A lamentable lack of tribalism among the Lutherans

Hat tip to Patriactionary.  An observation on missionaries and the impulse to bash one’s own tradition

I couldn’t help but notice that his every reference to Lutheranism was derogatory or derisive. And yes, I mean that literally. He consistently treated our denomination, our traditions, and our theology as some kind of shackle from which we need to be released. There was definitely a strong note of that “Oh, if only we were more like Baptists, then an omnipotent and omniscient God could maybe finally find some way to use us to proclaim His Word” nonsense from the previous point.It’s not as though I think Lutherans or the Synod are beyond criticism—a quick review of this blog will tell you that. At the same time, our heritage of theology, hymnody, and history is a precious treasure won through hard-fought spiritual warfare against the Devil and this world. There are certainly things we need to change—mainly having to do with our embrace of modern worldliness and rejection of God’s word and our theological heritage—but one should not broadly treat precious things in such a manner, nor encourage others to do the same.

7 Responses

  1. And also among some Rеfоrmеd, as well, alas, as I have observed…

  2. Think he’s LCMS. They’re not particularly conservative – maybe the equivalent of a conservative Novus Ordo Catholic if one can make such comparisons.
    The Wisconsin synod (best equivalent FSSP??) is more conservative and the ELS even more so (best equivalent SSPX or SSPV). WELS and ELS still call the Pope the antichrist, etc.

  3. How about LCMS’s closest Catholic analogue is a EWTN Catholic.

  4. Yes, I’m LCMS. Obviously your mileage may vary, but I would contend that we are are particularly conservative (though, not so much as WELS.) There is a significant liberal faction in the denomination, though, the effects of which show up in quite a few congregations.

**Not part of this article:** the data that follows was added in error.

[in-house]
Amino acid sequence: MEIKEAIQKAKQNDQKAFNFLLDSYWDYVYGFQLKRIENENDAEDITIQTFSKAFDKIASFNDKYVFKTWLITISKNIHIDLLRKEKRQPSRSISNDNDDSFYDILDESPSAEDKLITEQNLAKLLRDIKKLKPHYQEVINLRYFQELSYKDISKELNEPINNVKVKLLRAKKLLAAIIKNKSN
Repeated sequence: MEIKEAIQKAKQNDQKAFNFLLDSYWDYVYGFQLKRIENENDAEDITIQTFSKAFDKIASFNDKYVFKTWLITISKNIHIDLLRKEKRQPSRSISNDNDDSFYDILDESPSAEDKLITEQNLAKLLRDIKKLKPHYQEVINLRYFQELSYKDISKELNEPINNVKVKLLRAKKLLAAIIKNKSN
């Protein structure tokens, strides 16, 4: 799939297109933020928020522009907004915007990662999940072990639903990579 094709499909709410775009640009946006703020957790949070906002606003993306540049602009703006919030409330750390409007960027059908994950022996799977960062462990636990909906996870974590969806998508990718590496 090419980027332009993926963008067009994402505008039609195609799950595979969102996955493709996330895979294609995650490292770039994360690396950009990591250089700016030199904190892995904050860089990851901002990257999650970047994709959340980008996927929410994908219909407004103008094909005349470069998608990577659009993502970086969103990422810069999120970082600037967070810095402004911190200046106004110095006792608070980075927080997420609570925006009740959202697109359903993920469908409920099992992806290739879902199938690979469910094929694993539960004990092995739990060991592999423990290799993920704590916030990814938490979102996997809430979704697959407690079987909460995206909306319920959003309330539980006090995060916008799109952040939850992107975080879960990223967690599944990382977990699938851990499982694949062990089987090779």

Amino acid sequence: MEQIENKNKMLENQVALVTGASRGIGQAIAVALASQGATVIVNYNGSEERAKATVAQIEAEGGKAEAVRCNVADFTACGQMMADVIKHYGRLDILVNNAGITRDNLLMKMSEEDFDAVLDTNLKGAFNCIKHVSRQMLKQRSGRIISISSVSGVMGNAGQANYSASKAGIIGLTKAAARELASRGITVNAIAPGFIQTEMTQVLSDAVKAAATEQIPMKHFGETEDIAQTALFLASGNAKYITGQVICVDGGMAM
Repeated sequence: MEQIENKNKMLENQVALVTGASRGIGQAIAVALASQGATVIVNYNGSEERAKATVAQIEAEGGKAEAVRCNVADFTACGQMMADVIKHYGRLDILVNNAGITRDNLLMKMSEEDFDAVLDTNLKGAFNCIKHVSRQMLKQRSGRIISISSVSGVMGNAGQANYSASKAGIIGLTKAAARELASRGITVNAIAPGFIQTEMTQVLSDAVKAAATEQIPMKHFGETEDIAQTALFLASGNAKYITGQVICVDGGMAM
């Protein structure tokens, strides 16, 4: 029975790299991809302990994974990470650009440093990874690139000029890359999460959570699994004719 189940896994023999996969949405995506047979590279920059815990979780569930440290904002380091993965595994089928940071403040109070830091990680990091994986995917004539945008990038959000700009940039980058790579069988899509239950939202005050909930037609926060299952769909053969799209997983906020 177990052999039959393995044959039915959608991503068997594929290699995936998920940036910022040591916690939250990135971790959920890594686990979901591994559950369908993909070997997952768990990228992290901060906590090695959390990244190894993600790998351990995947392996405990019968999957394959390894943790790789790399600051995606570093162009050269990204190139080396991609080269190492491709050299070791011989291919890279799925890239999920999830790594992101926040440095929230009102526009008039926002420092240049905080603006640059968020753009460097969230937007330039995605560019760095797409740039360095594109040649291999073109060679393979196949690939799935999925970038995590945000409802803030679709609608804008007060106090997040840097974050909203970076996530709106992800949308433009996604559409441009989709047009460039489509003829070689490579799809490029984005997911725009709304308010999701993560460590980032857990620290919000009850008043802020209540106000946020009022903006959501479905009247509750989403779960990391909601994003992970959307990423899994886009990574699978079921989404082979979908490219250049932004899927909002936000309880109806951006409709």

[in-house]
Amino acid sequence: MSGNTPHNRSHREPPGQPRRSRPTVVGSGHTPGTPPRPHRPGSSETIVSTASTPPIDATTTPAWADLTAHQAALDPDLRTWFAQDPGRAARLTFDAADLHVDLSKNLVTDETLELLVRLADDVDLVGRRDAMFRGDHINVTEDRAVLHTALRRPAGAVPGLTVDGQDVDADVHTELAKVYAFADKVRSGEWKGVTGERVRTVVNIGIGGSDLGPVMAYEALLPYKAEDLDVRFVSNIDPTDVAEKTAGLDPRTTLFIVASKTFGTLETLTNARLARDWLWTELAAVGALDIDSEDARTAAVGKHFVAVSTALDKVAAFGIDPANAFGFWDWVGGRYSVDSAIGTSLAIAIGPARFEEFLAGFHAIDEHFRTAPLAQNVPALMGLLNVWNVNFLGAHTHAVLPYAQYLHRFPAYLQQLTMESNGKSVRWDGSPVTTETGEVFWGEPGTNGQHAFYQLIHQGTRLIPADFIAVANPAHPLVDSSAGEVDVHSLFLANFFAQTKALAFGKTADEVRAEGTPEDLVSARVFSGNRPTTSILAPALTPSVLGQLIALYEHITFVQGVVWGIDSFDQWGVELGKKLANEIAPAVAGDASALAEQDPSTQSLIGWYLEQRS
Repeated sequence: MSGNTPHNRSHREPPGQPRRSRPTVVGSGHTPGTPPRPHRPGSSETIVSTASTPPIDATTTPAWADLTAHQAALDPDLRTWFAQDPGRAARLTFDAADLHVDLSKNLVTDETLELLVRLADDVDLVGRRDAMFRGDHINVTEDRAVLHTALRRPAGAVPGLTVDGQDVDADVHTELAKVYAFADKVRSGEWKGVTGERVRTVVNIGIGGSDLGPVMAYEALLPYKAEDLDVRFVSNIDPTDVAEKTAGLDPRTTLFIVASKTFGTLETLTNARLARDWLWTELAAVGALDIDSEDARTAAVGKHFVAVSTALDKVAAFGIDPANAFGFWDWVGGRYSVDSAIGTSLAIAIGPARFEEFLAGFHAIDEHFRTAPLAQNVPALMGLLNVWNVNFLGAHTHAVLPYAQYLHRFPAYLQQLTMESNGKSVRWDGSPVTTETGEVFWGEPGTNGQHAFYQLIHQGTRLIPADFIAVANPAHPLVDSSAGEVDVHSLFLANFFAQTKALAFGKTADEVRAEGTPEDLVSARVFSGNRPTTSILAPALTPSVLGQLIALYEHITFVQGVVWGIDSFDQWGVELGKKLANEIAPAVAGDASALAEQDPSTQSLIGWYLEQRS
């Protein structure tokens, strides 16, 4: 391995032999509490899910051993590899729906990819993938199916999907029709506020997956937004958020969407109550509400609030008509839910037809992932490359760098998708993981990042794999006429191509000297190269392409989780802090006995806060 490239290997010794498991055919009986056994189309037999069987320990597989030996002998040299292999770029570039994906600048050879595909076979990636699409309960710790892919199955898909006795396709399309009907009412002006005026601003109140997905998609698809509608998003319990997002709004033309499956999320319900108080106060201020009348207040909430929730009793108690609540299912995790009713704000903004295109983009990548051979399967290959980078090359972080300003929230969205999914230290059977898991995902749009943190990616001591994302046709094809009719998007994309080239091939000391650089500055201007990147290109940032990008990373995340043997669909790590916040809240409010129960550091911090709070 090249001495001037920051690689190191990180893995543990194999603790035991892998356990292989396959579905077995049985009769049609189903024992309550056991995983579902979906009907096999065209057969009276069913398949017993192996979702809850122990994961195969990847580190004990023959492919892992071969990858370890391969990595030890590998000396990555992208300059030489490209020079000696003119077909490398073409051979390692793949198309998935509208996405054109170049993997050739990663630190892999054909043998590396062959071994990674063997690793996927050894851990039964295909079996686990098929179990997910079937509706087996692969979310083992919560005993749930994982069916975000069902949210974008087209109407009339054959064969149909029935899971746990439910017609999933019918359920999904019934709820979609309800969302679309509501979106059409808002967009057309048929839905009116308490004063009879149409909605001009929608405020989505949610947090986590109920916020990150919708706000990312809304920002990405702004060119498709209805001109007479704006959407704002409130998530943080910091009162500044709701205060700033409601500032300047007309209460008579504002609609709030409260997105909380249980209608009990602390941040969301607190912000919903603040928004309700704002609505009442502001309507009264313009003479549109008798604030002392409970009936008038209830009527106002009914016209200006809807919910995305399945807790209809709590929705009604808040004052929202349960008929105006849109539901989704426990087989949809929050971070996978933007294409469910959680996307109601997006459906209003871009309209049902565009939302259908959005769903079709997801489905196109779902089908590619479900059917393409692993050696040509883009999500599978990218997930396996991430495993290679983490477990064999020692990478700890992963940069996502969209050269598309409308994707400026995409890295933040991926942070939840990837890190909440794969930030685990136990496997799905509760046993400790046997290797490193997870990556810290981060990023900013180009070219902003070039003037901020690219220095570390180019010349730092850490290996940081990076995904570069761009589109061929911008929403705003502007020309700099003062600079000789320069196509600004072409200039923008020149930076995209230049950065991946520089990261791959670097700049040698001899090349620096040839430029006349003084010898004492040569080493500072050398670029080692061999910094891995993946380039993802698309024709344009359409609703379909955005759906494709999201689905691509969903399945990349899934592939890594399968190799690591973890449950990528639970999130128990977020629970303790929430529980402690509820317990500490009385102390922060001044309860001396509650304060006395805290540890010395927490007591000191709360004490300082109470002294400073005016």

5. I’m former LCMS, and whether or not the denomination is “conservative” depends on one’s definitions. The “conservatives” in the Synod generally follow a trajectory which interprets Luther and the Lutheran Confessions in light of Walther (one of the founders of the Synod), and both in light of 20th-century Lutheran theologians like Werner Elert, Hermann Sasse, and Gerhard Forde. All of these figures to one extent or another distrusted Lutheran theology after the second generation, from about the beginning of the 17th century until the supposed “restoration” of true Lutheranism in the 19th and 20th centuries. The periods after the Confessions but before this “restoration” are commonly neglected or derided as poisoned by, at various times, Scholasticism, Pietism, and Rationalism. Walther was influenced by Pietism before finally rejecting it, and this shows in all of his works. He is closer in some things to 19th-century Baptists than to the more Catholic Lutherans of the 17th century. Elert, Forde, and Sasse were neo-modernists, in the strict sense of that word. They believed that the expression of the faith through the ages needed to be updated, in order to better communicate core, unchangeable truths to new generations. Both drew rather arbitrary lines around which parts of tradition were to be maintained and which rejected. Both built idiosyncratic theologies by appealing *ad fontes*: Elert and Forde primarily to Luther, Sasse to the early Church Fathers interpreted through the lens of Luther and the Lutheran Confessions.

    This helps to account for a lot of things about the Missouri-Synod, including the similarity between its outlook and that of conservative Novus Ordo Catholics. Like NO Catholics, much of the Synod, liberal or conservative, is highly amenable to Evangelical culture and beliefs. Also like NO Catholics, there is a more “liturgical” or “confessionalist” camp that rejects this influence in favor of a more authentic Lutheranism. The problem is that that camp is still under the sway of Sasse and Forde, often times without even knowing it. Which is why they will staunchly defend Scripture and Lutheran tradition in some areas (the inspiration and inerrancy of Scripture, the divinity of Christ, the Sacraments, the *solas*, the all-male ministry), but not in others (a more Catholic liturgy, the nature and extent of sanctification, the morality of things like divorce and contraception, traditional gender roles, true mysticism, etc.); the latter being the “husk” which can be discarded in favor of the “kernel” of unchanging dogma.

  6. Thank you. This is informative.

  7. It’s easy to tell if a church is conservative. All the women wear dresses or skirts and cover their heads on Sunday.

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